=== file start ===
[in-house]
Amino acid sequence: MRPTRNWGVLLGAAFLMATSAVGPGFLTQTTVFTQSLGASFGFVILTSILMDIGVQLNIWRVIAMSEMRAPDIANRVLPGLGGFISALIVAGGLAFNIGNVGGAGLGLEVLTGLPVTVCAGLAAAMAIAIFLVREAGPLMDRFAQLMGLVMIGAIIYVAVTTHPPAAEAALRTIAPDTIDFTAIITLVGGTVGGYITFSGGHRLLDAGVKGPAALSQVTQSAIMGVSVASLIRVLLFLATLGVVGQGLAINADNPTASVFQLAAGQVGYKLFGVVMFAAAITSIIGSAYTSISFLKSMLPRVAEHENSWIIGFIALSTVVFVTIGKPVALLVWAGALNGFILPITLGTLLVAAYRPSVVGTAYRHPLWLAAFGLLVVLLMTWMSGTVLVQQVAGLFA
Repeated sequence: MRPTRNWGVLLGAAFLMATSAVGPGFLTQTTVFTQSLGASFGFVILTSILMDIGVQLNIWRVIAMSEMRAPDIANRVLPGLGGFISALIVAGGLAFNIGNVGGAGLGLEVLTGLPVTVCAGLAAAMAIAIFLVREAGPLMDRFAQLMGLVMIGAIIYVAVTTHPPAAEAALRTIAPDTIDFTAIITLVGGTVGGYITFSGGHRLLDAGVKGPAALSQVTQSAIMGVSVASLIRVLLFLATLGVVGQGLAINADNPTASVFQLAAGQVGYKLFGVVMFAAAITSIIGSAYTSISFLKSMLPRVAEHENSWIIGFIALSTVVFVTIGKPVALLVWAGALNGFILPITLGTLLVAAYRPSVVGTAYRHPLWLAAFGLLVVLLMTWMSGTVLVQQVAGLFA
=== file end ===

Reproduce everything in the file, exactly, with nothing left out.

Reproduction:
[in-house]
Amino acid sequence: MRPTRNWGVLLGAAFLMATSAVGPGFLTQTTVFTQSLGASFGFVILTSILMDIGVQLNIWRVIAMSEMRAPDIANRVLPGLGGFISALIVAGGLAFNIGNVGGAGLGLEVLTGLPVTVCAGLAAAMAIAIFLVREAGPLMDRFAQLMGLVMIGAIIYVAVTTHPPAAEAALRTIAPDTIDFTAIITLVGGTVGGYITFSGGHRLLDAGVKGPAALSQVTQSAIMGVSVASLIRVLLFLATLGVVGQGLAINADNPTASVFQLAAGQVGYKLFGVVMFAAAITSIIGSAYTSISFLKSMLPRVAEHENSWIIGFIALSTVVFVTIGKPVALLVWAGALNGFILPITLGTLLVAAYRPSVVGTAYRHPLWLAAFGLLVVLLMTWMSGTVLVQQVAGLFA
Repeated sequence: MRPTRNWGVLLGAAFLMATSAVGPGFLTQTTVFTQSLGASFGFVILTSILMDIGVQLNIWRVIAMSEMRAPDIANRVLPGLGGFISALIVAGGLAFNIGNVGGAGLGLEVLTGLPVTVCAGLAAAMAIAIFLVREAGPLMDRFAQLMGLVMIGAIIYVAVTTHPPAAEAALRTIAPDTIDFTAIITLVGGTVGGYITFSGGHRLLDAGVKGPAALSQVTQSAIMGVSVASLIRVLLFLATLGVVGQGLAINADNPTASVFQLAAGQVGYKLFGVVMFAAAITSIIGSAYTSISFLKSMLPRVAEHENSWIIGFIALSTVVFVTIGKPVALLVWAGALNGFILPITLGTLLVAAYRPSVVGTAYRHPLWLAAFGLLVVLLMTWMSGTVLVQQVAGLFA